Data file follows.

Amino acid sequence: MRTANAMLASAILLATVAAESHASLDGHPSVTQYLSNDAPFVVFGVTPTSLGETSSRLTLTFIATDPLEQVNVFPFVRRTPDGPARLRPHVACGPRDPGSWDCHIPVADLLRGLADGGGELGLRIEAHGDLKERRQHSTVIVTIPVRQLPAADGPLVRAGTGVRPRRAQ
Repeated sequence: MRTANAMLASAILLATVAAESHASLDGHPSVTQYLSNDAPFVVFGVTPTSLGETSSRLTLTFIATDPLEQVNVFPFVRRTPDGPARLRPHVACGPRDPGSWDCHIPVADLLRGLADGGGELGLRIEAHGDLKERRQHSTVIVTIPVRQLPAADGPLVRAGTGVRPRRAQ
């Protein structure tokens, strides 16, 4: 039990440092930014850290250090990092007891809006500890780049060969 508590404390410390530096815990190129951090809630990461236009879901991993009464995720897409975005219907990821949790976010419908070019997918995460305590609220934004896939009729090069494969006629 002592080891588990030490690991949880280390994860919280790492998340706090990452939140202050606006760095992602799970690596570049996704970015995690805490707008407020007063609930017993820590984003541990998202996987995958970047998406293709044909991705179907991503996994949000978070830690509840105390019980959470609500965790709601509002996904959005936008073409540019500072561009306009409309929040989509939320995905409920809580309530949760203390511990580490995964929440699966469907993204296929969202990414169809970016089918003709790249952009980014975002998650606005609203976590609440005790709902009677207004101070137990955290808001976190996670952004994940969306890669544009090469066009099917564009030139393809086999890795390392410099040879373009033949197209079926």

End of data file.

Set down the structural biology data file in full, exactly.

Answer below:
Amino acid sequence: MRTANAMLASAILLATVAAESHASLDGHPSVTQYLSNDAPFVVFGVTPTSLGETSSRLTLTFIATDPLEQVNVFPFVRRTPDGPARLRPHVACGPRDPGSWDCHIPVADLLRGLADGGGELGLRIEAHGDLKERRQHSTVIVTIPVRQLPAADGPLVRAGTGVRPRRAQ
Repeated sequence: MRTANAMLASAILLATVAAESHASLDGHPSVTQYLSNDAPFVVFGVTPTSLGETSSRLTLTFIATDPLEQVNVFPFVRRTPDGPARLRPHVACGPRDPGSWDCHIPVADLLRGLADGGGELGLRIEAHGDLKERRQHSTVIVTIPVRQLPAADGPLVRAGTGVRPRRAQ
């Protein structure tokens, strides 16, 4: 039990440092930014850290250090990092007891809006500890780049060969 508590404390410390530096815990190129951090809630990461236009879901991993009464995720897409975005219907990821949790976010419908070019997918995460305590609220934004896939009729090069494969006629 002592080891588990030490690991949880280390994860919280790492998340706090990452939140202050606006760095992602799970690596570049996704970015995690805490707008407020007063609930017993820590984003541990998202996987995958970047998406293709044909991705179907991503996994949000978070830690509840105390019980959470609500965790709601509002996904959005936008073409540019500072561009306009409309929040989509939320995905409920809580309530949760203390511990580490995964929440699966469907993204296929969202990414169809970016089918003709790249952009980014975002998650606005609203976590609440005790709902009677207004101070137990955290808001976190996670952004994940969306890669544009090469066009099917564009030139393809086999890795390392410099040879373009033949197209079926």